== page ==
By signing above, I am not agreeing to having committed any wrongdoing or any violation of Salk policy. I explicitly do not agree with any findings of the investigation report which may state or imply otherwise.

Salk rejected the statement and let go of an otherwise high-performing employee because he voiced an opinion and denied any fault in doing so. While Bob had consistently expressed his desire to reach a positive resolution, he is now suing Salk for imposing race-based disparate treatment against him, retaliating against him for opposing a majority stance, and subjecting him to racial harassment. To this day, Bob is blocked from accessing the findings of the 6-month investigation into his post-Floyd conduct. So much for equal treatment, the most fundamental principle of justice.

Bob’s saga is not just about Bob or Salk. It raises a bigger, thornier question: what is the proper role of the educated elite in our society? In his celebrated 2010 book entitled Intellectuals and Society, economist Thomas Sowell criticizes intellectuals’ power-induced tendency to offer opinions beyond their technical expertise:

Many intellectuals are so preoccupied with the notion that their own special knowledge exceeds the average special knowledge of millions of other people that they overlook the often far more consequential fact that their mundane knowledge is not even one-tenth of the total mundane knowledge of those millions.

So why in the world is an independent nonprofit organization with a mission to “seek new understandings in neuroscience, genetics, immunology, plant biology and more” striving to become a racial justice icon? Perhaps because perpetuating prejudice and groupthink awards the educated elite rich political advantages.

Accusing a dissenting employee of harboring white privilege and anti-black racism for critiquing an increasingly radical movement is hardly justice. And Bob is right to fight for his constitutional rights for freedom and equality.

As our conversation drew to an end, Bob tossed out a rhetorical question: “Could Galileo work at Salk?”

Better yet, let’s ask ourselves: Would Galileo be good enough for Woke America?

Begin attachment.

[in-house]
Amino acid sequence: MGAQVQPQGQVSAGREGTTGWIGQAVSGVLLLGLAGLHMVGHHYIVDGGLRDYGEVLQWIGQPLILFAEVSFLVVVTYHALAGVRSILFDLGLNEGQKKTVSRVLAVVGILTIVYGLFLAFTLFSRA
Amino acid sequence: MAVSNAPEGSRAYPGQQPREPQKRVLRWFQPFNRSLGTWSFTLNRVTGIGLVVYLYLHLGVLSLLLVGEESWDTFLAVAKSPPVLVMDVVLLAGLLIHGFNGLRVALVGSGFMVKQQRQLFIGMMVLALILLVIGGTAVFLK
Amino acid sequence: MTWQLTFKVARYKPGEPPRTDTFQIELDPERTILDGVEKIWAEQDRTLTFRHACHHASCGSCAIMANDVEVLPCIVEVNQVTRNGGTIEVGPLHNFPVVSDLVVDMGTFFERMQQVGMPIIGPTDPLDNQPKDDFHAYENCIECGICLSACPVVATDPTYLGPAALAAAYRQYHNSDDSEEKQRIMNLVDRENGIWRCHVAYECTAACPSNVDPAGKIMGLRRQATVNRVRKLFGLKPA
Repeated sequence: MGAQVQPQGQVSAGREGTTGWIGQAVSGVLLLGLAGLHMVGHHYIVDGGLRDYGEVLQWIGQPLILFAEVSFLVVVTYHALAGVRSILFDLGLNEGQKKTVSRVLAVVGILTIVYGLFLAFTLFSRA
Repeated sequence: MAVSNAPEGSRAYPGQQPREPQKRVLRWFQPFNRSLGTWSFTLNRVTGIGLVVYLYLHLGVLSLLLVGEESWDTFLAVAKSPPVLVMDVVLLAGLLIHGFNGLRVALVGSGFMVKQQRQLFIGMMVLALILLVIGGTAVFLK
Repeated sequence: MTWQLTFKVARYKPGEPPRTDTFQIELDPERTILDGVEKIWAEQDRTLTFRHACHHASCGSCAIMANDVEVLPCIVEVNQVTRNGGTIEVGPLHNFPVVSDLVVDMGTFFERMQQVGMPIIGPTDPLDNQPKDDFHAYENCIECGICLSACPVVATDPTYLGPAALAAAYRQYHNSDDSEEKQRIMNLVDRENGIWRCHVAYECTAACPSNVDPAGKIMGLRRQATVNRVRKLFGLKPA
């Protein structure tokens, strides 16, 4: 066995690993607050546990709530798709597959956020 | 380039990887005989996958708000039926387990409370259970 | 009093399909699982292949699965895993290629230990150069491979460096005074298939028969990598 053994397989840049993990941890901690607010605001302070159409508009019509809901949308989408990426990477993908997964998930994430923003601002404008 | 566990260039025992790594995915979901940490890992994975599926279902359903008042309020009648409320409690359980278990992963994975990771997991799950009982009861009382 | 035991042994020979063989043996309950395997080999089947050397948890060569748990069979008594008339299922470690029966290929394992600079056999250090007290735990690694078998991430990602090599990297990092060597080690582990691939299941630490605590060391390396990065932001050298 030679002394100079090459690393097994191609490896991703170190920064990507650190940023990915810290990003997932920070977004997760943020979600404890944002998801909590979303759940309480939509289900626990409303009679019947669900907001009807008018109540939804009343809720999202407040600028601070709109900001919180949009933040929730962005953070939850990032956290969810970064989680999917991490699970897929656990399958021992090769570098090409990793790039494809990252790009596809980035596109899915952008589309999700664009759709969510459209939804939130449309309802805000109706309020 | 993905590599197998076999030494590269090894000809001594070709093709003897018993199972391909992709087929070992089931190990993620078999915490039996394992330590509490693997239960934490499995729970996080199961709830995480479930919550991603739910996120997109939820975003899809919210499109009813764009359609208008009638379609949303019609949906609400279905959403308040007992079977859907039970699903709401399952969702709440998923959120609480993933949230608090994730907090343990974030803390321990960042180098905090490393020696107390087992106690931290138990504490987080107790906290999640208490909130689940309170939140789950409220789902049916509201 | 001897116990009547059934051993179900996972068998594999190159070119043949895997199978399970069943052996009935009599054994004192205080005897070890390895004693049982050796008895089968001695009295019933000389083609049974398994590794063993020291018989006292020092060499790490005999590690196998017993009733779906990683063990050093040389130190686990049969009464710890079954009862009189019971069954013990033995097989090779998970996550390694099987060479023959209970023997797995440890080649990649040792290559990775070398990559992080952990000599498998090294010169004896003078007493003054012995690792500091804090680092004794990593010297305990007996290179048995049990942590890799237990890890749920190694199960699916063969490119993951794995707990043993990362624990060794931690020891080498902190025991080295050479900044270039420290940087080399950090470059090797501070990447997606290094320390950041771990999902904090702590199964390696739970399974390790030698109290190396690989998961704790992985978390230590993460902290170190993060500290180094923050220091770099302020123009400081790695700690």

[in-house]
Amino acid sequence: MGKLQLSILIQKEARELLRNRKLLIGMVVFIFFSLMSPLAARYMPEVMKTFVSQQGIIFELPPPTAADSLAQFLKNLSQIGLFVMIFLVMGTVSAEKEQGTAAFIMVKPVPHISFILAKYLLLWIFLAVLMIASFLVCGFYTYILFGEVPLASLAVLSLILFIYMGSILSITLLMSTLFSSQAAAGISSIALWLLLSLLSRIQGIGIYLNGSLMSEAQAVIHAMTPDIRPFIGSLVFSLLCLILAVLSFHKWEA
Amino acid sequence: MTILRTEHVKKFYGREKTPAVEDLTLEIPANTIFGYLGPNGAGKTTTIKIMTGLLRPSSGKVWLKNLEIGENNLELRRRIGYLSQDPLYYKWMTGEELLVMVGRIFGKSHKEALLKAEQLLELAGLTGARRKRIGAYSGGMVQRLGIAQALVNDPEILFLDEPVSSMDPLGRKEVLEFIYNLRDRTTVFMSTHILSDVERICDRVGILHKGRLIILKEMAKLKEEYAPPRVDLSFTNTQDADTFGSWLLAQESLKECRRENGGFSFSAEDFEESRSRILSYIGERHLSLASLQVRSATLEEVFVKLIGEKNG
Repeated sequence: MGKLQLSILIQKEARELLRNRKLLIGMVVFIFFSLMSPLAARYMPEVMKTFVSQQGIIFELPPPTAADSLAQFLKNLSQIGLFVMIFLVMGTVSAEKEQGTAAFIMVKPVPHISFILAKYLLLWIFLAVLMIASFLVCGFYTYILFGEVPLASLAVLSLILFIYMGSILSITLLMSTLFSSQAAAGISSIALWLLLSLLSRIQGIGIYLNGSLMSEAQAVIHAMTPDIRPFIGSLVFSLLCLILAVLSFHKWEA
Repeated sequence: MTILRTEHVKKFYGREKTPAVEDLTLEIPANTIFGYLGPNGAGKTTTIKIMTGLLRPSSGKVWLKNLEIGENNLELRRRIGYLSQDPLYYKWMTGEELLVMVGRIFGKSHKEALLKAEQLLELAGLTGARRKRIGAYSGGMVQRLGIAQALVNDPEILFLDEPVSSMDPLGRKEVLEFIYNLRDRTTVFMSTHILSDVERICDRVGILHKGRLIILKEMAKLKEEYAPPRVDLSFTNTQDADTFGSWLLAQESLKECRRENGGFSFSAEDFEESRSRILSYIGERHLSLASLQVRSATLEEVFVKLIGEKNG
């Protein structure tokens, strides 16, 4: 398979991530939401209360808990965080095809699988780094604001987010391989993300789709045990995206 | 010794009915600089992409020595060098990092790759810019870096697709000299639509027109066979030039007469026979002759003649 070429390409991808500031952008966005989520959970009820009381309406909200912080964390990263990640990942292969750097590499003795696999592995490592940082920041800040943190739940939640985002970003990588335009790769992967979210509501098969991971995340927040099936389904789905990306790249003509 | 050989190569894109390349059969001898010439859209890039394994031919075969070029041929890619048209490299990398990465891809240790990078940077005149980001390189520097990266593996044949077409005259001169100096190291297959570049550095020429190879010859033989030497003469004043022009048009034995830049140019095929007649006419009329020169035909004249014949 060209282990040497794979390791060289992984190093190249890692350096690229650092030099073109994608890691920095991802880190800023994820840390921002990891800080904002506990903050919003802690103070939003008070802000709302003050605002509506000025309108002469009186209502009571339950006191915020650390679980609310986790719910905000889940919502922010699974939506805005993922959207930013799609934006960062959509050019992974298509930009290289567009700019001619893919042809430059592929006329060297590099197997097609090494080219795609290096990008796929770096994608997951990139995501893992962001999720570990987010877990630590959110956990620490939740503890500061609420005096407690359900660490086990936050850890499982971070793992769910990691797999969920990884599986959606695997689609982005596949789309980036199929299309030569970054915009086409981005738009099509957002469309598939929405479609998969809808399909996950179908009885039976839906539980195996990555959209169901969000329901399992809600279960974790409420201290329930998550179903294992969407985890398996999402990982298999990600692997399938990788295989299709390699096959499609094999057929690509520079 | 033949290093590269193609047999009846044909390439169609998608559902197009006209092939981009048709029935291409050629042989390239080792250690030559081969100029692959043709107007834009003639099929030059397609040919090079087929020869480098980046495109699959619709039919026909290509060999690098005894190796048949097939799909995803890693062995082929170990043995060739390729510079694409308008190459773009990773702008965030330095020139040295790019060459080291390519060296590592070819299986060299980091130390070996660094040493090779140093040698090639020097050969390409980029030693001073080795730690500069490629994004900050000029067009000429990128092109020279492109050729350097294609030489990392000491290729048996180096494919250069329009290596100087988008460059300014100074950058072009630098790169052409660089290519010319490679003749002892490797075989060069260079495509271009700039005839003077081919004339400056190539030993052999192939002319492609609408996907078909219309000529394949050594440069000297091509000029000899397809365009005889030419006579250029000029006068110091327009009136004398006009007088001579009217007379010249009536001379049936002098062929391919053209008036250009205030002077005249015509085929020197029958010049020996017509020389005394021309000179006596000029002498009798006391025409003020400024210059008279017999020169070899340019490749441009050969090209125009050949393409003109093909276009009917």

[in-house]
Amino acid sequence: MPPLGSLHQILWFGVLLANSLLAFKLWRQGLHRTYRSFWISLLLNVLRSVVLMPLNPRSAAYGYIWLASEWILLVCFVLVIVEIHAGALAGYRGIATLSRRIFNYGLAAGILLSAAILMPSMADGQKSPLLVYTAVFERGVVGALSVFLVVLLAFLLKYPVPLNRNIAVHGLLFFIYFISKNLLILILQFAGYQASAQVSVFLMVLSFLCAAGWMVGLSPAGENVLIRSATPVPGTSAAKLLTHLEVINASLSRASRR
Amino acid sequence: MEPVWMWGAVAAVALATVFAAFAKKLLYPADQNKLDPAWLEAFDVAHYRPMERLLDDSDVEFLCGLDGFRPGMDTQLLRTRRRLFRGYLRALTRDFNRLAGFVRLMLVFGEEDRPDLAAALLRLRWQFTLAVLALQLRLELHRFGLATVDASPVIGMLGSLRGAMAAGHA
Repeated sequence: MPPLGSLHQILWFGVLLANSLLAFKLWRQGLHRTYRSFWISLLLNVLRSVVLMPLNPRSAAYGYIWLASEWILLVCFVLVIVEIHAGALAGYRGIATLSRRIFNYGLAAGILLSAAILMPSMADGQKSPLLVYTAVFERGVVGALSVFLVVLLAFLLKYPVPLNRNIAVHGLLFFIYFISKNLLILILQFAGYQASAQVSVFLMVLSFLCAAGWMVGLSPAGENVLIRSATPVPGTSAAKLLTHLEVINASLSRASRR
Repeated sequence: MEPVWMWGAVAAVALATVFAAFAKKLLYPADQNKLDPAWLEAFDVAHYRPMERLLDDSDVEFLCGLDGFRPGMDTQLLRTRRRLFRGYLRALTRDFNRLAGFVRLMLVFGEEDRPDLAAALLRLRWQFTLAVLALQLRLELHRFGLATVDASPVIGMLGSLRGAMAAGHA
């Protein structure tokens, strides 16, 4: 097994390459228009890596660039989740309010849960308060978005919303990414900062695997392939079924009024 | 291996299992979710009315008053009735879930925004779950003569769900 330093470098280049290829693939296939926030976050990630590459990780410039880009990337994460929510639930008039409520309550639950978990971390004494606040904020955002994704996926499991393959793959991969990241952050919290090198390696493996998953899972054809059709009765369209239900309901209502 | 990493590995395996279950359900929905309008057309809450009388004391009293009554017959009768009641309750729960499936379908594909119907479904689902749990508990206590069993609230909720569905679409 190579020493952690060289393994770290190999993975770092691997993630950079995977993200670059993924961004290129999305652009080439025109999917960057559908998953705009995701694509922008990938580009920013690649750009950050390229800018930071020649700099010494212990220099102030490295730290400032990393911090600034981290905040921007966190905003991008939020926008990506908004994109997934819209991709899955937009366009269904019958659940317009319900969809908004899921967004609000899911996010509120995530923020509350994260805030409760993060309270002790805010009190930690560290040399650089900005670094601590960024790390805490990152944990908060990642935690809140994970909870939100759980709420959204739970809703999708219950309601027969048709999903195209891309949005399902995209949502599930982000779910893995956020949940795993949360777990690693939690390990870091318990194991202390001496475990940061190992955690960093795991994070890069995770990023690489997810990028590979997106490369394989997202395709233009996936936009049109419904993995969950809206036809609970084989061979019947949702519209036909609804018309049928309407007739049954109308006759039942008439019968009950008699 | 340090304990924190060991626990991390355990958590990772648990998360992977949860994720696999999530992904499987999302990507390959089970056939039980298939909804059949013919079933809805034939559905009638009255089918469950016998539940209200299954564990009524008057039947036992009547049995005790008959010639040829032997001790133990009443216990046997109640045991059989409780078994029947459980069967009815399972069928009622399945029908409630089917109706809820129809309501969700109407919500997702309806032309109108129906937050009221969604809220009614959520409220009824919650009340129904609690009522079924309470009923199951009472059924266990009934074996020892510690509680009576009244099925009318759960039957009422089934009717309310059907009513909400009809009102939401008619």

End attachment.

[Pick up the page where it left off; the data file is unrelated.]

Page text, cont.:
Image: Wikimedia Commons, Public Domain


12 thoughts on “Would Galileo Be Good Enough for Woke America?

  1. (The) “Equality Agenda,” …. purports to promote health equity, talent investments, and enhanced opportunities in underrepresented minority communities. According to BIO, equity is justice (from Wu’s article above)

    My first reaction to both sides of this argument is “Stop you are both wrong.” Put simply, my life experience as well as my 40 years as a teacher and scholar of Anthropology, has convinced me of several things:

    1) Diverse science teams, communities, professions …. are always stronger than monolithic one, not because the inclusion of diverse genders, ethnicities, (social)races
    etc tie directly to any one task or profession, but because viewpoint diversity by its very natural definition offers diverse hypotheses, which in turn allow for more rigorous inquiry and systematic and evidential interpretation.

    2) Much of the arguments are semantic – at times purposefully and other not – so that terms take on meanings with hidden agenda. Some words, even worse, are weaponized such as the terms “Woke” and “DEI” and are used in opposite sides of the argument to support the ideological stances of the arguer.

    3) Zero Tolerance policies are a primary culprit in super-charging differences of opinion. Zero tolerance in schools has led to student expulsions for non-conformist behavior (I have witnessed this personally in my experience and my children); as well as in Wu’s example and indeed Galileo’s. These examples range the contemporary political spectrum of conservative to progressive.